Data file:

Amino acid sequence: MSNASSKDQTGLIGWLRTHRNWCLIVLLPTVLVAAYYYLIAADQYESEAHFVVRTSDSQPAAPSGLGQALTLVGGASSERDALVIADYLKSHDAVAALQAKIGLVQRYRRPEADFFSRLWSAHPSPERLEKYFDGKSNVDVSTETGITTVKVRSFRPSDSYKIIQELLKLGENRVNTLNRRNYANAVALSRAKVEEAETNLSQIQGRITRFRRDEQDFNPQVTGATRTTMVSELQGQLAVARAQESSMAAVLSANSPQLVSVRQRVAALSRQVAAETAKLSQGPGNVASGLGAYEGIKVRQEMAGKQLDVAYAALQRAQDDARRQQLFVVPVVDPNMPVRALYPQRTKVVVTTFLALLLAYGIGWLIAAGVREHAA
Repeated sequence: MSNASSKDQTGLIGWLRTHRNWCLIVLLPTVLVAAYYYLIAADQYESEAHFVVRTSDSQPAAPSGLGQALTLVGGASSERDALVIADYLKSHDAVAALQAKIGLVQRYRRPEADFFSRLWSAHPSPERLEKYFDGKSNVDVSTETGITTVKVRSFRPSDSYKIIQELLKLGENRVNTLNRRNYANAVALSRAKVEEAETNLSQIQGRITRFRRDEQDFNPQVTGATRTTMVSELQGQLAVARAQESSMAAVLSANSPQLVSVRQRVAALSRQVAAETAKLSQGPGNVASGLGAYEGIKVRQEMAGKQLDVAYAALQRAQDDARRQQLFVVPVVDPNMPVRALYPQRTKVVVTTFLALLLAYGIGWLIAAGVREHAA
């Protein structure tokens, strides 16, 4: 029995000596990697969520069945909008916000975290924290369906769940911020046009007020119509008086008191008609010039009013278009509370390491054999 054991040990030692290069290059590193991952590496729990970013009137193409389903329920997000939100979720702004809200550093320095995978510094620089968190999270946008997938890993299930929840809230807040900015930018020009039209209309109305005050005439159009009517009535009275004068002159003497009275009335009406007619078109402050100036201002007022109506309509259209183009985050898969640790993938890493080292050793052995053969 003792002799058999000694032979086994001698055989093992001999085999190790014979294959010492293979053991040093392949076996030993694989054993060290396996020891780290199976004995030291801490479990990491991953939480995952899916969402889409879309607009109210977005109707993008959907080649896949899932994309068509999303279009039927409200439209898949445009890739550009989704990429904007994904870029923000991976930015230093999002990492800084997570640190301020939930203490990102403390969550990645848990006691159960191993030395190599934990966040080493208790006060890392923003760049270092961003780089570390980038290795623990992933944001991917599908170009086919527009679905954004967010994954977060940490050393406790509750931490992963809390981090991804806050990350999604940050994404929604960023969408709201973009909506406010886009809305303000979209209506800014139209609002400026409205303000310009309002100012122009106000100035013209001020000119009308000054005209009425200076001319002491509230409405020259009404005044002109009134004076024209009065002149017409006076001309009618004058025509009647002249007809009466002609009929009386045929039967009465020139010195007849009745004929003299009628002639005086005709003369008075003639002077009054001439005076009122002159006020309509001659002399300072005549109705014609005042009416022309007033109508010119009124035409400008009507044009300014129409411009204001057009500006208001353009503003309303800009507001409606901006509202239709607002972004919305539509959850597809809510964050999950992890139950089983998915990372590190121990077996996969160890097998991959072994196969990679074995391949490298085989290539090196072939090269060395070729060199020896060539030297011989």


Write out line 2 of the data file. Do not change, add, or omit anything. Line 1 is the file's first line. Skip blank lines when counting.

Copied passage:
Repeated sequence: MSNASSKDQTGLIGWLRTHRNWCLIVLLPTVLVAAYYYLIAADQYESEAHFVVRTSDSQPAAPSGLGQALTLVGGASSERDALVIADYLKSHDAVAALQAKIGLVQRYRRPEADFFSRLWSAHPSPERLEKYFDGKSNVDVSTETGITTVKVRSFRPSDSYKIIQELLKLGENRVNTLNRRNYANAVALSRAKVEEAETNLSQIQGRITRFRRDEQDFNPQVTGATRTTMVSELQGQLAVARAQESSMAAVLSANSPQLVSVRQRVAALSRQVAAETAKLSQGPGNVASGLGAYEGIKVRQEMAGKQLDVAYAALQRAQDDARRQQLFVVPVVDPNMPVRALYPQRTKVVVTTFLALLLAYGIGWLIAAGVREHAA